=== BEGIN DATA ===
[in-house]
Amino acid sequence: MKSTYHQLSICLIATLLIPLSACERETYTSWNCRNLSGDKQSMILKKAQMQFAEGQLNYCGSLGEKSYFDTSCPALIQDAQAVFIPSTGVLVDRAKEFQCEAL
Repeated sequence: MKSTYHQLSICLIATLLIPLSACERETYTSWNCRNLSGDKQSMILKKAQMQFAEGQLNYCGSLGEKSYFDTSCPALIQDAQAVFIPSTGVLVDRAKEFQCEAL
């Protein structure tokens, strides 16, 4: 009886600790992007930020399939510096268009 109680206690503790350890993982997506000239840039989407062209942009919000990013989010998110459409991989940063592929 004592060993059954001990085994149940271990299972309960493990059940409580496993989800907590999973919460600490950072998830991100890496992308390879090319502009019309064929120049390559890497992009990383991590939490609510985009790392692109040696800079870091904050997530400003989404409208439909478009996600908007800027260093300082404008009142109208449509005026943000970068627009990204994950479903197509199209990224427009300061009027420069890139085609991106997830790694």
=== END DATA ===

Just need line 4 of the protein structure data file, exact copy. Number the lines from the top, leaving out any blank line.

């Protein structure tokens, strides 16, 4: 009886600790992007930020399939510096268009 109680206690503790350890993982997506000239840039989407062209942009919000990013989010998110459409991989940063592929 004592060993059954001990085994149940271990299972309960493990059940409580496993989800907590999973919460600490950072998830991100890496992308390879090319502009019309064929120049390559890497992009990383991590939490609510985009790392692109040696800079870091904050997530400003989404409208439909478009996600908007800027260093300082404008009142109208449509005026943000970068627009990204994950479903197509199209990224427009300061009027420069890139085609991106997830790694």